Greece Taxes Foreign-Flagged Ships for First Time Amid Crisis
Greece will tax merchant ships managed by companies based in the country and sailing under foreign flags for the first time ever as the nationís debt crisis spurs the government to raise revenue.
Amendments to a bill passed by lawmakers at the weekend imposed a so-called tonnage tax on the vessels, the Ministry of Finance in Athens said today by e-mail. The government aims to raise 80 million euros ($106 million) this year and 60 million euros in 2014 from the levy, the state-run Athens News Agency reported Jan. 9.
Greek shipowners control the largest portion of the world merchant fleet. The state is targeting an estimated 762 owners, who pay no tax on international earnings brought into the country under rules incorporated in the constitution since 1967. Lobbying by owners barred the imposition of any further taxes, Theodore Veniamis, president of the Union of Greek Shipowners, said by e-mail Jan. 14.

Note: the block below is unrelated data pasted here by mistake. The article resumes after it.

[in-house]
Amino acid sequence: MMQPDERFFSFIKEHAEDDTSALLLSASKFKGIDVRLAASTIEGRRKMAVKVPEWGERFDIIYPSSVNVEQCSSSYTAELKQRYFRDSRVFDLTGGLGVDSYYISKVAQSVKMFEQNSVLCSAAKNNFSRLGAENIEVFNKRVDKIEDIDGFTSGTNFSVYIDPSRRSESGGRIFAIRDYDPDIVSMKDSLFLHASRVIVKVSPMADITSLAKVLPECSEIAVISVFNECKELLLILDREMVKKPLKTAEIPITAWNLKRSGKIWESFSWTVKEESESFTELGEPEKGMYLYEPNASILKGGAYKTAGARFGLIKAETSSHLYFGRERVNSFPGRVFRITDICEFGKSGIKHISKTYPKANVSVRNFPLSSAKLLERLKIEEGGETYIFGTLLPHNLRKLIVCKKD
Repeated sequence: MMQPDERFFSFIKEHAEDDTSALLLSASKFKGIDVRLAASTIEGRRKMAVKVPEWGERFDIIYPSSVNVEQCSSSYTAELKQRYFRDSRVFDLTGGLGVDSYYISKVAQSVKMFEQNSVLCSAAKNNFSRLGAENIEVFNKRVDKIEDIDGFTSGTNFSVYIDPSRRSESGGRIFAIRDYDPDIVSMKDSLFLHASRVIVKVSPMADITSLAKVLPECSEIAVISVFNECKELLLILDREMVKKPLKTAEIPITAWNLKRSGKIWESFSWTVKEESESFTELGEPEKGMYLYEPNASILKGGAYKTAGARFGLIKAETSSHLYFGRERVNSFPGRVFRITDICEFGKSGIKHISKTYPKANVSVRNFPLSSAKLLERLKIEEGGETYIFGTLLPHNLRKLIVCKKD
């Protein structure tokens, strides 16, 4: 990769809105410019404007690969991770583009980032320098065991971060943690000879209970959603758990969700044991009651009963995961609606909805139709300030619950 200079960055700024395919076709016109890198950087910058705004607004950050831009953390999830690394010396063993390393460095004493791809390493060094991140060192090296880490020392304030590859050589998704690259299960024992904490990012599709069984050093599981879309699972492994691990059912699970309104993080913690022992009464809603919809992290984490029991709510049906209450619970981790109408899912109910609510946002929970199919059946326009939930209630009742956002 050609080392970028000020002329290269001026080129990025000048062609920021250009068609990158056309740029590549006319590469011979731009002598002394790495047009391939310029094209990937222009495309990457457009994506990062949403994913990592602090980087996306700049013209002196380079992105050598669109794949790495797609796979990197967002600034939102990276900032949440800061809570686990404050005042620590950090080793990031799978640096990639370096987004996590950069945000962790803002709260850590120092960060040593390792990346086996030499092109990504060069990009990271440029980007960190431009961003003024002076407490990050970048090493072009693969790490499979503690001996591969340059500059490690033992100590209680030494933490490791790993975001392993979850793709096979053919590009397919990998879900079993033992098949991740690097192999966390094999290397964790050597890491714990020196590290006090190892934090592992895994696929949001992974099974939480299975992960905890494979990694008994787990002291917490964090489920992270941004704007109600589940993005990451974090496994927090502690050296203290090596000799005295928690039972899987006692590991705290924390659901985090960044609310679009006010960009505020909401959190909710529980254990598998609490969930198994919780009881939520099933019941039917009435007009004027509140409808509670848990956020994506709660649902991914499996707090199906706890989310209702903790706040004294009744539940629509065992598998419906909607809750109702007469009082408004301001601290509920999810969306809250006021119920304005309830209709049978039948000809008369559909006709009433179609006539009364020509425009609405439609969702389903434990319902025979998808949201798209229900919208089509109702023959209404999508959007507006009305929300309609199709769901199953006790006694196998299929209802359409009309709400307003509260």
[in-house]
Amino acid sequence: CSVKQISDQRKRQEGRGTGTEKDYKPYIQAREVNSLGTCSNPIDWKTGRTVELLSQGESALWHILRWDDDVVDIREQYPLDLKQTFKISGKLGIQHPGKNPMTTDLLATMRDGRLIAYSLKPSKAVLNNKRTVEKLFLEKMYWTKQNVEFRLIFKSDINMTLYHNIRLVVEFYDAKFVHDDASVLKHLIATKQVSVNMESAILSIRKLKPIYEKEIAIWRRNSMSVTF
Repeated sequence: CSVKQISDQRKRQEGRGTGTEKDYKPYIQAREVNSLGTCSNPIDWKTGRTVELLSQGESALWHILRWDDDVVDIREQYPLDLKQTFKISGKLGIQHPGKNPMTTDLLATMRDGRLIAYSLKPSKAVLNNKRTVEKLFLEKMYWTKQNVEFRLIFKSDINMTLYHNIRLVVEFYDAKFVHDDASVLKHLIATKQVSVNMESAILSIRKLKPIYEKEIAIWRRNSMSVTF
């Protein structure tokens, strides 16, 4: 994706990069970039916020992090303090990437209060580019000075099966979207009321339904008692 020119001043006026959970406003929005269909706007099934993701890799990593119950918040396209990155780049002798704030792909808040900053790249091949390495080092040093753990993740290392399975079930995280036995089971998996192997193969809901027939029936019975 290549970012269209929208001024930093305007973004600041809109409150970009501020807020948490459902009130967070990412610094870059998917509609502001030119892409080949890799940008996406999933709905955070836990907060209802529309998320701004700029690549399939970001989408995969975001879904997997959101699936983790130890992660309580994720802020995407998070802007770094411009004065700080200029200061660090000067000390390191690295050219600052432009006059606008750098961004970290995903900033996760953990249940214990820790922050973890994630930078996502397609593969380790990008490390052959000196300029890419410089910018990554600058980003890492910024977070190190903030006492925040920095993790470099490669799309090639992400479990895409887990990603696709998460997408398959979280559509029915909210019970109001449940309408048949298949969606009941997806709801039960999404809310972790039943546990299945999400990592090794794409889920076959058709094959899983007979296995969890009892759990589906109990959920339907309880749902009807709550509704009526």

The tax applies only to tonnage of foreign-flagged vessels, rather than their earnings, Veniamis said. Ships controlled by Greek companies and flagged elsewhere came to 3,848 totaling 153.1 million gross tons as of March 2011, according to figures on the Hellenic Chamber of Shipping website. That compared with 2,014 vessels totaling 43.4 million tons sailing under Greeceís flag as of the end of the year. The data were the latest available.
Greek shipowners remitted more than $175 billion in untaxed earnings in 10 years until 2011, according to Bank of Greece figures cited in the unionís annual report.